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Morrison, Charles Randall

(1941 - 2022): Age 81

Randy Morrison, born Charles Randall Morrison in the oil patches of Burkburnett, Texas in 1941, died of respiratory failure due to COPD at his home in Sierra Vista, Arizona on March 2, 2022 at the age of 81.

His very earliest years were spent happily in the company of his mother, aunts, and grandfather—his father and uncles were off in Europe and the Pacific defending the nation. When the men returned everyone hunkered down to restart normal lives. The arrival of Randy’s brother Pat and sister Sharon completed the family. Moves in Texas and Oklahoma followed as Randy’s father finished his college education, which resulted in a move to Des Moines, New Mexico in the high plains of the northeastern corner of the state. One more move brought the family to Moriarty, New Mexico as Randy entered high school. His father wisely made sure that his children did not idle about and as a result Randy acquired much experience, among other pursuits, in baling hay, sorting shelves at the general store, and mucking out pig barns. He read every book in the Moriarty High School library. He was a forward on the basketball team (voted “best legs” by the female classmates) and in his senior year the team lost only one, but critical, game (31-1) and so missed going to state.

Randy entered McMurray College in Abilene, Texas in 1959. A bit unclear about his goals in life, after his sophomore year he enlisted in the Army, which assigned him to ASA (Army Security Agency) and sent him off to Korea despite the fact that he would have preferred Vietnam, where he heard that tailors could whip up bespoke outfits. Released from service early to enter the University of New Mexico, Randy discovered he had interest and talent for archaeology. The summer of 1966 he was a T.A. on a dig in Sapawe, New Mexico when he was smitten by an undergraduate who was a very competent digger. That was Marion, whom he married later that year. They finished their degrees together at UNM, graduating in 1968. Not satisfied with full-time work at New Mexico Health and Social Services, Randy decamped to Arizona State University to enter a masters program in archaeology and later transferred to the University of Arizona in Tucson. M.A. in hand, and wife and first daughter Catherine India trailing, In 1975, he worked on the Chaco Project, excavating site 29SJ 1360. Randy took a position as archaeologist with the New Mexico Highway Department in Santa Fe; daughter Elizabeth was born there. He soon was in Albuquerque working and traveling all over the state for the Bureau of Land Management. An opportunity to become NPS Park Archaeologist at Chaco Canyon arose, and he worked there for three years in the 1980s before joining the Bureau of Indian Affairs in cultural resources management in Tempe, AZ. All the while he continued reading, amassing information on the Southwest and much else, and gathering up friends who liked to chew the fat as much as he did. He devoted time and loving interest to the upbringing of his daughters.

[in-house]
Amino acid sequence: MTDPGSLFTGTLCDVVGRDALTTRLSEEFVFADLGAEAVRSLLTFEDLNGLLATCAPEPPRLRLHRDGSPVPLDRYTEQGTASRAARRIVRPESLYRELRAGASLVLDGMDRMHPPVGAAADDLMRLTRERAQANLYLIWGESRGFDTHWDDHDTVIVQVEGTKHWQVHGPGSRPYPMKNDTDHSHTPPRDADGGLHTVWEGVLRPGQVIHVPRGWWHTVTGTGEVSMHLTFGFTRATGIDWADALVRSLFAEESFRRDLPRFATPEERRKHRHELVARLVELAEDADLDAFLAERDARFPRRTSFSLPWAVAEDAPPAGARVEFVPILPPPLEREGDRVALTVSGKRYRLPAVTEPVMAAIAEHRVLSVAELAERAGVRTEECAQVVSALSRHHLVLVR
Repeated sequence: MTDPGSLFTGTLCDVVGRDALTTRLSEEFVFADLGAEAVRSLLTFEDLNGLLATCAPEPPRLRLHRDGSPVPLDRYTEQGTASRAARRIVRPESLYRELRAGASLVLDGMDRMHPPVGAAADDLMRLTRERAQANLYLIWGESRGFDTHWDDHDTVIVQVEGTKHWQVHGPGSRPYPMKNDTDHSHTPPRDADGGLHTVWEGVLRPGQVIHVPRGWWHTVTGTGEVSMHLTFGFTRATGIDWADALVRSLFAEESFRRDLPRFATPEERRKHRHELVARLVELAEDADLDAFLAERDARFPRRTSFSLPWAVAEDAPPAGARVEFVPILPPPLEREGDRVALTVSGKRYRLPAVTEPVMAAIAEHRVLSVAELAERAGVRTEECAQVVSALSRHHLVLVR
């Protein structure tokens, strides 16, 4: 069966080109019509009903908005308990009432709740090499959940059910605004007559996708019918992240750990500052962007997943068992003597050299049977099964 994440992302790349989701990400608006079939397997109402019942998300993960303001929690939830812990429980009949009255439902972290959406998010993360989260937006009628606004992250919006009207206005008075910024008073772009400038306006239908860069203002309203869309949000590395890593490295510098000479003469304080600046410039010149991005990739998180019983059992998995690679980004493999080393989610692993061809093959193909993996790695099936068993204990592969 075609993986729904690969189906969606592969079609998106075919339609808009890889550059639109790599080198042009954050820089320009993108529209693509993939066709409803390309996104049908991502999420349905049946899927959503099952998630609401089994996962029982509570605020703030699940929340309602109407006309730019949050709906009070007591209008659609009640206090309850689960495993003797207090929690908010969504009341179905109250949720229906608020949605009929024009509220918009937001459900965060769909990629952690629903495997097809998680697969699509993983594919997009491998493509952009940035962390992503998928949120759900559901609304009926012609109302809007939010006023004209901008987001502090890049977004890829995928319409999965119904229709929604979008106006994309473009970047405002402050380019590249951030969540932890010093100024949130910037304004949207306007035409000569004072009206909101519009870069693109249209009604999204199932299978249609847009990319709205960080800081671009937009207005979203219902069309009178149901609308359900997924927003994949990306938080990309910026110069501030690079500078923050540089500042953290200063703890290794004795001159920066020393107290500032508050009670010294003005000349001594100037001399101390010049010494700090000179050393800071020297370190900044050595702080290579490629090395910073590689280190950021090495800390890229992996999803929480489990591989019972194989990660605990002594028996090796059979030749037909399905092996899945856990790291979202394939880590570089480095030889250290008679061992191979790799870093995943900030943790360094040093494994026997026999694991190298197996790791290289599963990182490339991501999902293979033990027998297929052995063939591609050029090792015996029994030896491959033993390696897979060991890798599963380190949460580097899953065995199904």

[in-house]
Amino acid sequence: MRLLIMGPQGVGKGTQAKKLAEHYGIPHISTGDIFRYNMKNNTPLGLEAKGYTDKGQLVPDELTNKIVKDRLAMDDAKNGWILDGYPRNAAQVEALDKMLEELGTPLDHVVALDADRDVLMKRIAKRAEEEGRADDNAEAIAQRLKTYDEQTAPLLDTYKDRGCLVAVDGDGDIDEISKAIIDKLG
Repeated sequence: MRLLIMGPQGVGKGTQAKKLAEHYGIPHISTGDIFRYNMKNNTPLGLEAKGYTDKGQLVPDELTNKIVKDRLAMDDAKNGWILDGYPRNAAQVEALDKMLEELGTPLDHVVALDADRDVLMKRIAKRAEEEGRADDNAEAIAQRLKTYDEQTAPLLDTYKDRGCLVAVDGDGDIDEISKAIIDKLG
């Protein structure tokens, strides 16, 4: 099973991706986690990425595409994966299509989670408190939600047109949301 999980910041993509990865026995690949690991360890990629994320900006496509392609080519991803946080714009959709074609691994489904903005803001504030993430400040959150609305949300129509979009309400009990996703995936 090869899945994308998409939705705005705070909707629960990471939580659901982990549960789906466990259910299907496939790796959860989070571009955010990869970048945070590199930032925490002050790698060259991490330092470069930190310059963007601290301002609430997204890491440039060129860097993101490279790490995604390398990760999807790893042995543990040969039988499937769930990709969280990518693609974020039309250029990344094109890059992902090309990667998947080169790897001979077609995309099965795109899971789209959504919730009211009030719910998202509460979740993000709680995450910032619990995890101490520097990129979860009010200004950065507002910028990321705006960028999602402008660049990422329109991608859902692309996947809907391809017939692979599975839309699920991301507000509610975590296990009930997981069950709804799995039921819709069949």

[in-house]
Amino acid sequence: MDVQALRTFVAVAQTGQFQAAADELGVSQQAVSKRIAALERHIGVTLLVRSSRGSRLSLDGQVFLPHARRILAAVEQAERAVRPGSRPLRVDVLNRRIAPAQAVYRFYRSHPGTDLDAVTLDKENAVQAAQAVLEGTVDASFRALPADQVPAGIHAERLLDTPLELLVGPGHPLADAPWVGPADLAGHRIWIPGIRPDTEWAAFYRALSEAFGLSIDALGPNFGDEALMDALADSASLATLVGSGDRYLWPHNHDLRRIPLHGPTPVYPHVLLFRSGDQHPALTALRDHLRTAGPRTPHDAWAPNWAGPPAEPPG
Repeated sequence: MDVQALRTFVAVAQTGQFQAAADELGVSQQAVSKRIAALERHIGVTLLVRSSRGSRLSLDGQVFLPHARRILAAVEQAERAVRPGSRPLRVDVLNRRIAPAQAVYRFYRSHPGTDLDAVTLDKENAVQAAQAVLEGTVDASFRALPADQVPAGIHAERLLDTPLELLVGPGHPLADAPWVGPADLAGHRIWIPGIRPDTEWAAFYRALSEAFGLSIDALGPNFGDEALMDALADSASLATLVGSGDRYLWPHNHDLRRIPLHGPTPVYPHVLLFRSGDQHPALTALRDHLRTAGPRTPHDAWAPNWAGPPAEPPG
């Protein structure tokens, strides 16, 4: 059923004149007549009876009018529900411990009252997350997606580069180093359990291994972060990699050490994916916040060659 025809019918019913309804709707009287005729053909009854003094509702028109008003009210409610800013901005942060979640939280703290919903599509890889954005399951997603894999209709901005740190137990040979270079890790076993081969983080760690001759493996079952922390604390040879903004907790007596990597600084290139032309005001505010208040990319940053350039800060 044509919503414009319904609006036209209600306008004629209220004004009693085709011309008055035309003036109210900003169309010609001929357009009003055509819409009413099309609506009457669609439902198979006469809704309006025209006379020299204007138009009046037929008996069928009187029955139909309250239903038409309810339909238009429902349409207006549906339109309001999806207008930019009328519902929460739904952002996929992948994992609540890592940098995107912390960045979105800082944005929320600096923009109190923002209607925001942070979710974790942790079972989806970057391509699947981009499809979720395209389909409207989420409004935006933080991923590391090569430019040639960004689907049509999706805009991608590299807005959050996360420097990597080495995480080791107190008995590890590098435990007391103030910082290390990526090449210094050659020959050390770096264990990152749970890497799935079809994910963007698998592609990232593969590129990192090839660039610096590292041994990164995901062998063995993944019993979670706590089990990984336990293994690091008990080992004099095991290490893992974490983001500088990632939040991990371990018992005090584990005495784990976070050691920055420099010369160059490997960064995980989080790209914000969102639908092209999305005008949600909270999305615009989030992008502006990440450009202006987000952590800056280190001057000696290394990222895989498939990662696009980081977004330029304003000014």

In the 1990s Randy served on the Tempe Historical Museum Advisory Board and the Historic Preservation Commission. He was an active member of the Scottish-American Honor Guard (also in the early 2000s). He was Clan Morrison convener at the Phoenix Highland Games.

In 1995 Randy retired from federal service to earn his PhD in Public Administration. Teaching positions followed. He taught graduate courses in Japan and Korea with Troy State University (contracted with the U. S. Army) where he found great satisfaction mentoring and shaping the careers of many soldiers. Stateside once again, he taught in New Orleans and Florida before taking a position as a contractor associated with the Training and Doctrine Command at Ft. Huachuca, Sierra Vista, Arizona; he was designated Senior Instructor by the U.S. Army Intelligence Center & Ft. Huachuca. The work of educating soldiers and officers in the cultural knowledge needed to accomplish missions was the focus of his efforts. In 2012 Randy was fortunate enough to apply his skills as a social scientist in Afghanistan, long a part of the world of great interest to him.

From 2013 on Randy was completely retired and spent much time and energy in Towed Hall, his workshop and garage, attending to a Triumph GT6. Inexorable COPD diminished his energy but not his interests.

Randy leaves behind his wife Marion of 55 years; his daughter Catherine India and her husband Tom and their son—his grandson—Hector; and his daughter Elizabeth and her husband Carl. His brother Pat and sister Sharon and their families also mourn his passing.

Charles Randall Morrison willed his body to the University of Arizona medical school. When his ashes are returned to us we will place a cenotaph at a family cemetery in Gotebo, Oklahoma.

Raise a cup to his memory—he treasured you all. Thanks to wife, Marion Morrison for this history.

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